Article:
Denyelle Bruno announced ambitious plans to double Tender Green’s restaurant footprint over the next two years when she took on the chief executive role this summer.
Three months into her new job, and it appears Bruno is on her way to making good on the promise: The Culver City-based company has signed five new restaurant leases for 2019 and is actively negotiating another five, the executive said in an interview with the Business Journal.
Tender Greens, which is incorporated as TYP Restaurant Group Inc., currently has 28 locations − 15 in Los Angeles County, two in Orange County, four in San Diego, two in Boston and one in New York City. The next round of expansion is on the East Coast and in Northern California. The company is on track to hit $100 million in revenue this year, according to media reports. Bruno declined to comment on revenue figures.
“Right now, we’re building out in the Eastern Seaboard,” Bruno said. “We are opening three more restaurants in New York in 2019 and two to three more in Boston.”
Northern California will also see expansion with two more locations, she added.
Bruno said a successful expansion comes down to building teams, systems and work flow, which makes or breaks a company’s brick-and-mortar growth.
“At the restaurant level, it’s defining what the structure needs to look like,” she said.
But it isn’t as simple as that, experts said. A company’s growth also depends on its suppliers meeting online and brick-and-mortar demands. Because Tender Greens sources produce for its menu from local and regional farmers, it needs to make sure its supply chain is ready to meet demand without compromising quality.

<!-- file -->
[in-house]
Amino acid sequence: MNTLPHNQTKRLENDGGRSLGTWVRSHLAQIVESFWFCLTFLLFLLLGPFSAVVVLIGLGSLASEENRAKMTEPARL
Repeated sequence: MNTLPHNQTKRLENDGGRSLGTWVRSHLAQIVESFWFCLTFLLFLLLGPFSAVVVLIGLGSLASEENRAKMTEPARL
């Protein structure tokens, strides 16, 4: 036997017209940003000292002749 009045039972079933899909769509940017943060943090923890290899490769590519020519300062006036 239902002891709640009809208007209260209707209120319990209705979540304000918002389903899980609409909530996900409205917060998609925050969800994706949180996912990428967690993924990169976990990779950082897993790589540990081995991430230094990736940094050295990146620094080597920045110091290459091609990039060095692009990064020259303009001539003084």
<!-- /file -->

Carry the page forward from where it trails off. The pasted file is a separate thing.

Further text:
“This trend will only continue, so maintaining a dedicated area of the service counter for deliveries/pick-ups only and ensuring that your packaging is intelligently engineered to maintain the best possible integrity of the food is key,” said Paul Pruitt, founder and principal at New School, a downtown-based restaurant consulting agency.
Tender Greens’ local farming partners include Oxnard-based Scarborough Farms, which was also an early investor in the company.
“(Tender Greens) are trailblazers in the fast-casual movement,” said Jeff Stein, whose family owns Scarborough farms. “Two of the three co-founders came from fine dining backgrounds, so quality was important from the start.”
Stein said investors from Scarborough had a “30 percent collective sell off” after New York City restaurateur Danny Meyer and his Union Square Hospitality Group took an undisclosed minority stake in Tender Greens in July 2015.
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